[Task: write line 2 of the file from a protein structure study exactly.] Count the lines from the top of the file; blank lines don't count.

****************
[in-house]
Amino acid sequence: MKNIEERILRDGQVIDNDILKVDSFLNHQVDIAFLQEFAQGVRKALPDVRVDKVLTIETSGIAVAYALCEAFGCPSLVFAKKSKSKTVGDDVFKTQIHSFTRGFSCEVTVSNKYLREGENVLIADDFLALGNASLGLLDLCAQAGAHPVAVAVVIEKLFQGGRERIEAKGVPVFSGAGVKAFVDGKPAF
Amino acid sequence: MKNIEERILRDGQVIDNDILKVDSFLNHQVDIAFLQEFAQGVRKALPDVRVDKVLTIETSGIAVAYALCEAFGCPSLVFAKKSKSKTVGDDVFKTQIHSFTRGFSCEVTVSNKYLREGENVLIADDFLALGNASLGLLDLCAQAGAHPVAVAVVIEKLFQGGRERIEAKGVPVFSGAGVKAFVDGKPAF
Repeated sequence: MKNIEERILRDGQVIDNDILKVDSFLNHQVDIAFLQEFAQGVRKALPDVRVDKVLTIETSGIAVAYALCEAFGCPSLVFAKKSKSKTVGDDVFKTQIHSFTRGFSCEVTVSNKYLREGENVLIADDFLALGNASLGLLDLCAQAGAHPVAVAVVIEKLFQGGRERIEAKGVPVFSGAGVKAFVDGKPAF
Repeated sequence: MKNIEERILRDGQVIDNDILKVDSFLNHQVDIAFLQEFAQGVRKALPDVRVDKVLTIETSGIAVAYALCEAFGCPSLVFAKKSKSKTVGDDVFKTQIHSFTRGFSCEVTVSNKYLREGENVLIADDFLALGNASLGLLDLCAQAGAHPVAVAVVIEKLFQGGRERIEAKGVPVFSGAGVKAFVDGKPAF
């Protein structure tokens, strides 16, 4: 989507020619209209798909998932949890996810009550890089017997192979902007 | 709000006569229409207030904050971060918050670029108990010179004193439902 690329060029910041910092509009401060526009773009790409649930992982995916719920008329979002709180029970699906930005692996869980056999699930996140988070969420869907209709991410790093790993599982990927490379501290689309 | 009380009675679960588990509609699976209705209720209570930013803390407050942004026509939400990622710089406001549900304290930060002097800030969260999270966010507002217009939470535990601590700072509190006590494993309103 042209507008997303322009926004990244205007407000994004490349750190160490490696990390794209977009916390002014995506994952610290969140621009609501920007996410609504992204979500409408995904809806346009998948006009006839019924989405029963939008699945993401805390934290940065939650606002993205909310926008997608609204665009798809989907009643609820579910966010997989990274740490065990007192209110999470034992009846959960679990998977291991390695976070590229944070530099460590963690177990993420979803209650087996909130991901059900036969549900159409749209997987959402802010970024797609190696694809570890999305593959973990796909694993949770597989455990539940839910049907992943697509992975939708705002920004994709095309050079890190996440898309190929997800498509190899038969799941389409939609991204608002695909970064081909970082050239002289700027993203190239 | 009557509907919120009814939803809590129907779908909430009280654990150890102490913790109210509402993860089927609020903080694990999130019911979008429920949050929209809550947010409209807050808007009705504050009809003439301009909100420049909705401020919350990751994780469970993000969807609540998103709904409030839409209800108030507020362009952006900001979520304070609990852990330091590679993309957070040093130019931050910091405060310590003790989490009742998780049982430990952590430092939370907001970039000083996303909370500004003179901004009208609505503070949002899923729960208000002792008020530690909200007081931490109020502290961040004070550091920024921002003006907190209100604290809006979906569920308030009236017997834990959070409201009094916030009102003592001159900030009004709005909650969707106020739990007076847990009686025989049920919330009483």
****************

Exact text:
Amino acid sequence: MKNIEERILRDGQVIDNDILKVDSFLNHQVDIAFLQEFAQGVRKALPDVRVDKVLTIETSGIAVAYALCEAFGCPSLVFAKKSKSKTVGDDVFKTQIHSFTRGFSCEVTVSNKYLREGENVLIADDFLALGNASLGLLDLCAQAGAHPVAVAVVIEKLFQGGRERIEAKGVPVFSGAGVKAFVDGKPAF